Having surgery is one of the most daunting procedures we can put our body under, mentally and physically. But would it make you feel any better if you could check how good your surgeon was before the ordeal?
The NHS has officially launched the MyNHS tool for patients to use in search of data, about who they deal with in regards to their medical concerns. The latest feature added to the tool is checking the stats of their surgeons. Patients can now search on their surgeons to see their surgeon’s data, and skills in regards to operations they have performed.
We wondered that although this may be a positive for the patient in question, would this not just generate hysteria? Patients seem to be placed in a vulnerable position as it is when undergoing surgery. Would releasing statistics really benefit a patient in a susceptible state?
If a patient did feel frightened (as we would all expect) would seeing low numbers do any good?
Of course, we fully understand that on the other hand, at least the patient would know. And surely, if the surgeon is dealing with their life, surely the patient has every right to know?
It has been stated that most of this information has already been available to patients, however the NHS is hoping that this allows patients to feel more confident and entrusted.
NHS England’s national medical director, Sir Bruce Keogh had supported the new release of open information:
“Previously the risk in a high risk operation has only been taken by the patient. Now it’s shared between the patient and the surgeon and that really focuses the mind about the appropriateness of surgery for that particular individual, and well-functioning surgery groups will share between them that risk and ensure that the most appropriate surgeon does the operation.”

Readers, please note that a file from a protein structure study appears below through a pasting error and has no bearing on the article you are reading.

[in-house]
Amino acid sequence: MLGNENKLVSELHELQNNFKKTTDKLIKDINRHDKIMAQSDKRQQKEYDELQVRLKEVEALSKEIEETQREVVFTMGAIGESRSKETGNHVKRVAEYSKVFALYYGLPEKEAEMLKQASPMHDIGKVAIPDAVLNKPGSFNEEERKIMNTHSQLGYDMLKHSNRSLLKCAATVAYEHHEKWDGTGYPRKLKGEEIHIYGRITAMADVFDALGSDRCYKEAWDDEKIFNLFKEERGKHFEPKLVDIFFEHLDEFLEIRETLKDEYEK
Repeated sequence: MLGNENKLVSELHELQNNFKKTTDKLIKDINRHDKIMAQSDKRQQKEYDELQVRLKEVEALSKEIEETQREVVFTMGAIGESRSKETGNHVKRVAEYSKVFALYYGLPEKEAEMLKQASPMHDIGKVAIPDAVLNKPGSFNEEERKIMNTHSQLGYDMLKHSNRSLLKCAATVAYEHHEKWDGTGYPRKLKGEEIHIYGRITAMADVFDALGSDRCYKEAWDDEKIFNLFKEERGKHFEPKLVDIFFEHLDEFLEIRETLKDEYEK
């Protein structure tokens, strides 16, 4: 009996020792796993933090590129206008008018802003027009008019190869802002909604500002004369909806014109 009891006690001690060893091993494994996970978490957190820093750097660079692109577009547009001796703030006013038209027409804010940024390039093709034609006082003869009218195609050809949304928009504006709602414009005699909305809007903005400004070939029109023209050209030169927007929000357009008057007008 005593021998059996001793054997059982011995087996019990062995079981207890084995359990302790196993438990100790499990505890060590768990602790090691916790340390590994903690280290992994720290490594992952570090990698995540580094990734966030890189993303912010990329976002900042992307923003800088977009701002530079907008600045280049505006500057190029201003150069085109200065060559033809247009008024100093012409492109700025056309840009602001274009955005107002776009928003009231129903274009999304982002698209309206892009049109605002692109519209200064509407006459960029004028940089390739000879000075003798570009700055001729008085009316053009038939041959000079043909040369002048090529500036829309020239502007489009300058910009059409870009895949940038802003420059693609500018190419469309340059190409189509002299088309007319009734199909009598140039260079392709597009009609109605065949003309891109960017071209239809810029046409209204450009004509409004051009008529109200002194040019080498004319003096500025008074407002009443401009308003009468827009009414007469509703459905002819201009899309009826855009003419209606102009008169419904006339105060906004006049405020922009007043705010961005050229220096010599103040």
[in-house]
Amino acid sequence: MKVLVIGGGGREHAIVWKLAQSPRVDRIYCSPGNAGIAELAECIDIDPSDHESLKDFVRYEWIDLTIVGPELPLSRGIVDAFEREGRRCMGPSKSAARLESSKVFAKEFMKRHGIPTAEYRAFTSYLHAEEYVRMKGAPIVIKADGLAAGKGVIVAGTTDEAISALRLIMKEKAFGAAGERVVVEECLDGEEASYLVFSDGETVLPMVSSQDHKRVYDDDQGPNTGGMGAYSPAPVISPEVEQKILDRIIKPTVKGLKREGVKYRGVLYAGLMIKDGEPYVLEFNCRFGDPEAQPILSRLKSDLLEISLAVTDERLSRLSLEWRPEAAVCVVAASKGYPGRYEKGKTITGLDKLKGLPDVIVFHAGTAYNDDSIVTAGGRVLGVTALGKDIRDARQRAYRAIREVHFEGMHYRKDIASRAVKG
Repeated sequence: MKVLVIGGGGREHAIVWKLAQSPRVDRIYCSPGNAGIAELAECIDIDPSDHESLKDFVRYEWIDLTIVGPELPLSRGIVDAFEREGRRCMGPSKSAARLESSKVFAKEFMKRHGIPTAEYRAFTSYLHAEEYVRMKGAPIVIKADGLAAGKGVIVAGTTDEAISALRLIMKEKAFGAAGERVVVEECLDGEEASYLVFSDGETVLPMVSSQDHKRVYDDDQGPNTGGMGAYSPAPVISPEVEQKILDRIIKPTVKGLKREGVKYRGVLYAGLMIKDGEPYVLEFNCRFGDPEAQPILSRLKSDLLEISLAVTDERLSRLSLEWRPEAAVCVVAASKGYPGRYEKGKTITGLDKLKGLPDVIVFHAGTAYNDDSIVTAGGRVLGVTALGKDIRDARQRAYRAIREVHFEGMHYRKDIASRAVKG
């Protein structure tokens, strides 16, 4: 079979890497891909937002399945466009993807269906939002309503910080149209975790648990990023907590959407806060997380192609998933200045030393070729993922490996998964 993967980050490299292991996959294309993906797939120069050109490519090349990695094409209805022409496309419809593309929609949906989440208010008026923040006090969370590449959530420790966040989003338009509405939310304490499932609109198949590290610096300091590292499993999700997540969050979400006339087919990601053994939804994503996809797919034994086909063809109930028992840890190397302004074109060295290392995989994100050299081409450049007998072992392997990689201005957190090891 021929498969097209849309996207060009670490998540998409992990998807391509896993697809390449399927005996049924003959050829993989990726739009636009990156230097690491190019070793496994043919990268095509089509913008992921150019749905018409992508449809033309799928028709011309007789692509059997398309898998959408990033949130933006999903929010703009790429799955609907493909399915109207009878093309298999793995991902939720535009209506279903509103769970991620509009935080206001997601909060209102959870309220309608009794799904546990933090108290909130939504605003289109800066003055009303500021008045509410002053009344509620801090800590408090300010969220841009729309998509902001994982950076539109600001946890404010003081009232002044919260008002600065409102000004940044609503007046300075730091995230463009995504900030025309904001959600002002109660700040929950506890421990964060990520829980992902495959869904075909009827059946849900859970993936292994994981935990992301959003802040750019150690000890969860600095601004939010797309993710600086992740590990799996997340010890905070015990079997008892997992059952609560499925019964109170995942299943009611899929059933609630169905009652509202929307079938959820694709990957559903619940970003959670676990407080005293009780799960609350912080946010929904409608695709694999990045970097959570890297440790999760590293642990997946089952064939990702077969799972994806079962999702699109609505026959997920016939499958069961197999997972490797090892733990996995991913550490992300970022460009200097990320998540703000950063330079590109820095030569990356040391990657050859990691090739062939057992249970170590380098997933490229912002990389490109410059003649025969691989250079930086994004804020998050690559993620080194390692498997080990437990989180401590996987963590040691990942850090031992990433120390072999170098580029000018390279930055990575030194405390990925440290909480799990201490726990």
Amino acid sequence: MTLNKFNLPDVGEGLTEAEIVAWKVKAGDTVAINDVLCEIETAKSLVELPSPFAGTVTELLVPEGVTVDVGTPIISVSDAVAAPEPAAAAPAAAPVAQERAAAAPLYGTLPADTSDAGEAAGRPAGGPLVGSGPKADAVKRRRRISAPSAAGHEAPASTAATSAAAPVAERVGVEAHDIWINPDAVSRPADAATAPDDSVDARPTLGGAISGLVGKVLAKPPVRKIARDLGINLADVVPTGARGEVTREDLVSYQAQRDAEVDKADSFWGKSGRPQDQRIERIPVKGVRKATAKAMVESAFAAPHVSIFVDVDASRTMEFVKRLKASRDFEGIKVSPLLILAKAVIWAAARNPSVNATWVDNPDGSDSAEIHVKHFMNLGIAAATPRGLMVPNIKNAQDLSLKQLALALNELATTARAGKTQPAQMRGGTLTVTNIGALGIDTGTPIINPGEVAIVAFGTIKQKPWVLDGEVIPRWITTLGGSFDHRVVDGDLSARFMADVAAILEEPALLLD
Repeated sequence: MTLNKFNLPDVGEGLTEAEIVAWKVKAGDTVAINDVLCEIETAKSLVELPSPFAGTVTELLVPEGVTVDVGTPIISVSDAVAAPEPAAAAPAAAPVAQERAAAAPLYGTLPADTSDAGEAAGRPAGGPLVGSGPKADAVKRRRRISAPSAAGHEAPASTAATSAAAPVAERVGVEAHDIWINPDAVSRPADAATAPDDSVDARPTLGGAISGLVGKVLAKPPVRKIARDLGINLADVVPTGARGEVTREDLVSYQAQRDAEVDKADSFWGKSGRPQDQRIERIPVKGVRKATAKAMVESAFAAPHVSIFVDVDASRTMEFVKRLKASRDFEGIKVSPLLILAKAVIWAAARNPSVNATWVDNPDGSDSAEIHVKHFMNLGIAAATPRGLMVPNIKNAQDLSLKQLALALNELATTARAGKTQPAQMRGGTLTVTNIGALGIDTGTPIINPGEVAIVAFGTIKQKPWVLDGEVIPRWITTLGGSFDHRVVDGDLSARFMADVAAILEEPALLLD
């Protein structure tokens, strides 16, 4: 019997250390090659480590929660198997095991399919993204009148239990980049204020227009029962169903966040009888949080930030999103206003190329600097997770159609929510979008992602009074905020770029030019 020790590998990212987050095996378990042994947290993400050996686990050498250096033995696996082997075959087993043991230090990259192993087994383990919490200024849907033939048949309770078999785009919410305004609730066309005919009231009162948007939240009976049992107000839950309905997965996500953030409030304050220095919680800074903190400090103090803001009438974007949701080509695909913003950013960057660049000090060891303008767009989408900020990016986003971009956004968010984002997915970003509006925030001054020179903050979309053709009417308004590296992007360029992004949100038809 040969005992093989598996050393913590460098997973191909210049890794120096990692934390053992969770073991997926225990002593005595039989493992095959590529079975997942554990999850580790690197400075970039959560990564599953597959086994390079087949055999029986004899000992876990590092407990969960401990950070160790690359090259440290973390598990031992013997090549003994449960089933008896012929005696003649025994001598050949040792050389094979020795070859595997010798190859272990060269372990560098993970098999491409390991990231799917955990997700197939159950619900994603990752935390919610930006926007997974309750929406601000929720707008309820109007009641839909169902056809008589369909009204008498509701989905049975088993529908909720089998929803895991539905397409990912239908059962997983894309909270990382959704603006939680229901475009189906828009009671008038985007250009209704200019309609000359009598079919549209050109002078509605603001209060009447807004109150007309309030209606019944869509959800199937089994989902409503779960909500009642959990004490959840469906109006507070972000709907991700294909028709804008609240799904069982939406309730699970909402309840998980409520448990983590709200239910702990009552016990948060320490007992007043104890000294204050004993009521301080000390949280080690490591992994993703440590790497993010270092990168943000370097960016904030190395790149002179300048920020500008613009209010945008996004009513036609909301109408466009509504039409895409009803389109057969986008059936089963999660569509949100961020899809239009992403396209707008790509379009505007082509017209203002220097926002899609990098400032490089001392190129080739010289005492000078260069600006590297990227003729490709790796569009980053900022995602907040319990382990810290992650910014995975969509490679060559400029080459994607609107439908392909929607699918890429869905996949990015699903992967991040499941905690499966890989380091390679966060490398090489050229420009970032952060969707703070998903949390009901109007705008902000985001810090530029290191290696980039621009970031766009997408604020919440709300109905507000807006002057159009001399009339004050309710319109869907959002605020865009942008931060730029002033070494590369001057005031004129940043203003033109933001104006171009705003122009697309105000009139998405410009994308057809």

The BBC ran this news, and stated the new features that will be added are:
New data on different types of surgery:
- Information on head and neck surgery was published for the first time on MyNHS on Wednesday
- New information on upper gastro-intestinal surgery and neurosurgery will be published in the first week of December
- The publication of data on urogynaecology in early 2015 will take the total number of consultants on MyNHS to just under 5,000
The aim seems to be to help patients feel more included in their procedures, and create a more open relationship with their surgeons.
However, as we have realised, we can imagine there would be two sides to view this information. Prof John MacFie, president of the Federation of Surgical Specialty Associations, said:
“The publication of individual surgeons’ performance data is crude and can be misleading, and does not include essential information such as duration of hospital stay and returns to theatre…There is now good anecdotal evidence that shows publishing this data has encouraged risk-averse behaviour, which is not in the interest of patients…Data on mortality rates should only be published after concerns about an individual surgeon had been investigated.”
We can understand the negative and postivie impacts of the MyNHS tool. At the very least we can appreciate the NHS allowing the public access to further information. And some say this method allows patients a better chance to discuss and understand their surgery, and the likely outcomes of their recovery.
However, we want to hear your thoughts. What do you think this could do for patients? Or, even for surgeons?
 BBC News, (2014). NHS publishes surgeon outcomes data. Available at: http://www.bbc.co.uk/news/uk-30094261 [Accessed 19 Nov. 2014].